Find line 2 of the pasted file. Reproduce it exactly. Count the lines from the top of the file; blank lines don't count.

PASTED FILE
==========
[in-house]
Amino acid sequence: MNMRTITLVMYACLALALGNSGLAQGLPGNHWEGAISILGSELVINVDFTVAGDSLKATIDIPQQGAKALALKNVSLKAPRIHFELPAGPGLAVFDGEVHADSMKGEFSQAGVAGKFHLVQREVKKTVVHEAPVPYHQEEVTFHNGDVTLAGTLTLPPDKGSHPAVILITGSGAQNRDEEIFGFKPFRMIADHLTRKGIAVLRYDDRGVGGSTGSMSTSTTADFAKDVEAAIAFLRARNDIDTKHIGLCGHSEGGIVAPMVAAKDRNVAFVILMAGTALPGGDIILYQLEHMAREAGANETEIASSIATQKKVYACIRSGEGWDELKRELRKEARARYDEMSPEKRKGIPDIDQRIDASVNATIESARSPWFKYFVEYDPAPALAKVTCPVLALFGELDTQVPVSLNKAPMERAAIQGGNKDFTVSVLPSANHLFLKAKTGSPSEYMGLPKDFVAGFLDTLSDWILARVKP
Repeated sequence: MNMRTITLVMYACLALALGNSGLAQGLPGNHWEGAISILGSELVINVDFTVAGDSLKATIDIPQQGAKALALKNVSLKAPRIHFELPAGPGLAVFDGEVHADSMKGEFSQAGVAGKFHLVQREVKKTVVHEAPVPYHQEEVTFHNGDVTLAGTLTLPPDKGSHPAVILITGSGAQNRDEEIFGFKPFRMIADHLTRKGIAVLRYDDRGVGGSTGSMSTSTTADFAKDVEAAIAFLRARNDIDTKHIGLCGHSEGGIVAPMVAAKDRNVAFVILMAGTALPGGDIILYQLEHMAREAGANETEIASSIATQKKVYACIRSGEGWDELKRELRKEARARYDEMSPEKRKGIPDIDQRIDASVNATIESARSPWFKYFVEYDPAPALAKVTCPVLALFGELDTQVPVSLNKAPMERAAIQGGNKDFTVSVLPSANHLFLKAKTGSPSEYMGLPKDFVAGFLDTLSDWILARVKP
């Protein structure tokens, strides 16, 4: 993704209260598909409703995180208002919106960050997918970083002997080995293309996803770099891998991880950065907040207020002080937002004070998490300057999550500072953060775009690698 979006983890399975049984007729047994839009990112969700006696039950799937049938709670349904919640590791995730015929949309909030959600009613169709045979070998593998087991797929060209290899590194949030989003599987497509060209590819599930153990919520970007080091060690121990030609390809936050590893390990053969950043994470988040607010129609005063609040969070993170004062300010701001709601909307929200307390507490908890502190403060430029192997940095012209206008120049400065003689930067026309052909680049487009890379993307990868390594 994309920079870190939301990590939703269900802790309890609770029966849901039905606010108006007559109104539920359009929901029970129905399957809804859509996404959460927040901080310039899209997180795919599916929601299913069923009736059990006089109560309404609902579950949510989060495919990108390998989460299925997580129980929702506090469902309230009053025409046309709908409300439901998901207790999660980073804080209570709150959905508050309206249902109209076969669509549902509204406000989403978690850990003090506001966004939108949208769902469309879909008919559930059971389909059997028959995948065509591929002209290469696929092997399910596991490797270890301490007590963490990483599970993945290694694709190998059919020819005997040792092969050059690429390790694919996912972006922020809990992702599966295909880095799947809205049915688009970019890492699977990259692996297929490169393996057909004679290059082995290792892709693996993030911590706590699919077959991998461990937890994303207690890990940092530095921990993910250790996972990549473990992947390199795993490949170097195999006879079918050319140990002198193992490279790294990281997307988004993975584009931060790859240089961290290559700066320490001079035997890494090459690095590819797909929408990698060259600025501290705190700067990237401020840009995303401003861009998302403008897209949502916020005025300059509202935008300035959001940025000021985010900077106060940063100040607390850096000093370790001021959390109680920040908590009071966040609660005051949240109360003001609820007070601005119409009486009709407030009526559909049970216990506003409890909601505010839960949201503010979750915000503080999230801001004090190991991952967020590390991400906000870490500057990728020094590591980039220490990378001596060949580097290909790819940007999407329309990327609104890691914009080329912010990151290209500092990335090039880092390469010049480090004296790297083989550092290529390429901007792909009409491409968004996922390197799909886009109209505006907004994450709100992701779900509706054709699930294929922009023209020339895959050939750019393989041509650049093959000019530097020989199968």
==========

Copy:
Amino acid sequence: MNMRTITLVMYACLALALGNSGLAQGLPGNHWEGAISILGSELVINVDFTVAGDSLKATIDIPQQGAKALALKNVSLKAPRIHFELPAGPGLAVFDGEVHADSMKGEFSQAGVAGKFHLVQREVKKTVVHEAPVPYHQEEVTFHNGDVTLAGTLTLPPDKGSHPAVILITGSGAQNRDEEIFGFKPFRMIADHLTRKGIAVLRYDDRGVGGSTGSMSTSTTADFAKDVEAAIAFLRARNDIDTKHIGLCGHSEGGIVAPMVAAKDRNVAFVILMAGTALPGGDIILYQLEHMAREAGANETEIASSIATQKKVYACIRSGEGWDELKRELRKEARARYDEMSPEKRKGIPDIDQRIDASVNATIESARSPWFKYFVEYDPAPALAKVTCPVLALFGELDTQVPVSLNKAPMERAAIQGGNKDFTVSVLPSANHLFLKAKTGSPSEYMGLPKDFVAGFLDTLSDWILARVKP